LANSING, Mich. -- Detroit this week turned down 6,200 doses of the newly authorized Johnson & Johnson coronavirus vaccine, favoring shots from Pfizer and Moderna, but said Friday it will accept J&J doses in the state's next allocation.
Mayor Mike Duggan had said Thursday that residents should get the “best” vaccines — from Moderna and Pfizer — conflicting with guidance from top state and federal health officials who caution against comparing the three vaccines and note all provide strong protection against the worst outcomes.
Duggan had also said the allotment of 29,000 Pfizer and Moderna doses “covered everyone who wanted a vaccination this week." On Friday, he called J&J vaccines "a key part of our expansion of vaccine centers.”
No other local health department declined any of the 82,700 J&J shots sent to Michigan this week, the state health department said.
Dr. Joneigh Khaldun, Michigan's chief medical executive, said earlier in the week that people who are offered the J&J vaccine should "take it because declining ... could be the difference between life and death.” In a statement Friday, she cited differences in when and where each company conducted its studies, with the Moderna and Pfizer research finished before concerning variants began spreading.
In the U.S., the two-dose Pfizer and Moderna shots were 95% protective against symptomatic COVID-19. J&J’s one-dose effectiveness of 85% against severe COVID-19 dropped to 66% when moderate cases were rolled in. The Food and Drug Administration has reported that, just like its predecessors, the J&J shot strongly safeguards against serious illness, hospitalization and death.
“All of the vaccines are safe and effective and I recommend that all vaccines be offered in all communities,” Khaldun said.
White House coronavirus special adviser Andy Slavitt said Friday that the White House talked to the Detroit mayor's office, which called the situation a “misunderstanding.”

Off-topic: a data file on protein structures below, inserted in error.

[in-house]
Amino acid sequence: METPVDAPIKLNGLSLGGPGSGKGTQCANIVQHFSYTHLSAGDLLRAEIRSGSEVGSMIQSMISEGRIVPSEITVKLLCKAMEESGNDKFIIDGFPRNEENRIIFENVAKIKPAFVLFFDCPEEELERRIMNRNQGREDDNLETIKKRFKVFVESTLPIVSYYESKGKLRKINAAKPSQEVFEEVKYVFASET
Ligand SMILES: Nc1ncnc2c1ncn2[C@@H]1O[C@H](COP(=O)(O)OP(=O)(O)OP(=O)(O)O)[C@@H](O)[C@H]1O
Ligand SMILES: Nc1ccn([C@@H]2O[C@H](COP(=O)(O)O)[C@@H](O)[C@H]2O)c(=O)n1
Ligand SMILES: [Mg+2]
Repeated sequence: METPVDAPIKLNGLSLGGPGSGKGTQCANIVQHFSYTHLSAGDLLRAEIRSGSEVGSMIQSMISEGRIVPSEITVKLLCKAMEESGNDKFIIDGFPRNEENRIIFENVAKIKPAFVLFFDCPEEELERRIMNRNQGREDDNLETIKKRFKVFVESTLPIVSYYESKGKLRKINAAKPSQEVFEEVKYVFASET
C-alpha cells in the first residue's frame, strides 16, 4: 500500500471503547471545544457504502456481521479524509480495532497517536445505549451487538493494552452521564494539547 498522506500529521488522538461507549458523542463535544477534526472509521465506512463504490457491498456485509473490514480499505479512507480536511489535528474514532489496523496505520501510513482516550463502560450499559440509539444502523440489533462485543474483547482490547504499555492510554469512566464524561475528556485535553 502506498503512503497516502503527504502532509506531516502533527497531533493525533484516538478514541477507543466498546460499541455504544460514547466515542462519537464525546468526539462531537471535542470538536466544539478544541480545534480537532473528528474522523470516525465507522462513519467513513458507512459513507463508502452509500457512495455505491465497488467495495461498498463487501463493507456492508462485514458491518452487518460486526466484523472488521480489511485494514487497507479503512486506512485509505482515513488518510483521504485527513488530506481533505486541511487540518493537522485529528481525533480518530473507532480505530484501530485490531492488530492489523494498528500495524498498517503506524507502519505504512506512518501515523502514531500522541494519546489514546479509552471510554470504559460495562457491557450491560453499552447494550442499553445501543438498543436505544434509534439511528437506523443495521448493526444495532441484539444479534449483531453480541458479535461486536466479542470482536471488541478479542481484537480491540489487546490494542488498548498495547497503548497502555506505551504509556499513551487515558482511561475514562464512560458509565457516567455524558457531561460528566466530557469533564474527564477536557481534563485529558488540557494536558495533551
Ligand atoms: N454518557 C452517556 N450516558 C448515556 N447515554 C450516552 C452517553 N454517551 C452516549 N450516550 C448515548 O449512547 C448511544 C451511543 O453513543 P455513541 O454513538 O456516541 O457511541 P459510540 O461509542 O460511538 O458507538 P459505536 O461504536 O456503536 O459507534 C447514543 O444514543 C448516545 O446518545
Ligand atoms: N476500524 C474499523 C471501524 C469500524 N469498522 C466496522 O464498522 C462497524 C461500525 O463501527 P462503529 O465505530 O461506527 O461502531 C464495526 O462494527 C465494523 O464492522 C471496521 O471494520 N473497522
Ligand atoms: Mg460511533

“In fact, he is very eager for the Johnson & Johnson vaccine,” Slavitt said of Duggan.
As of Wednesday, 11% of Detroit residents age 16 and older had gotten at least one dose. The statewide rate was 19%.
Detroit this week expanded vaccinations to any resident who is a factory worker, no matter their age or where they work. Non-residents can also get a shot if they work in manufacturing in the city.
Detroit's 6,200 J&J doses went to health departments in counties with the lowest vaccination rates of people age 65 and up, state spokesman Bob Wheaton said.
J&J's vaccine is produced using a cell line derived from an aborted fetus, which has prompted moral concerns from Catholic leaders. The chairmen of the United States Conference of Catholic Bishops’ committees on doctrine and abortion issues said the Pfizer or Moderna vaccines are preferable “if one has the ability to choose a vaccine.”
A $4.2 billion COVID-19 relief plan approved by Michigan's Republican-led Legislature this week includes a provision that would require vaccine recipients to be informed if and in what manner their vaccine was developed with aborted fetal tissue or human embryonic stem cells. Democratic Gov. Gretchen Whitmer could declare the item unenforceable.
Associated Press writer Zeke Miller in Washington contributed to this report.
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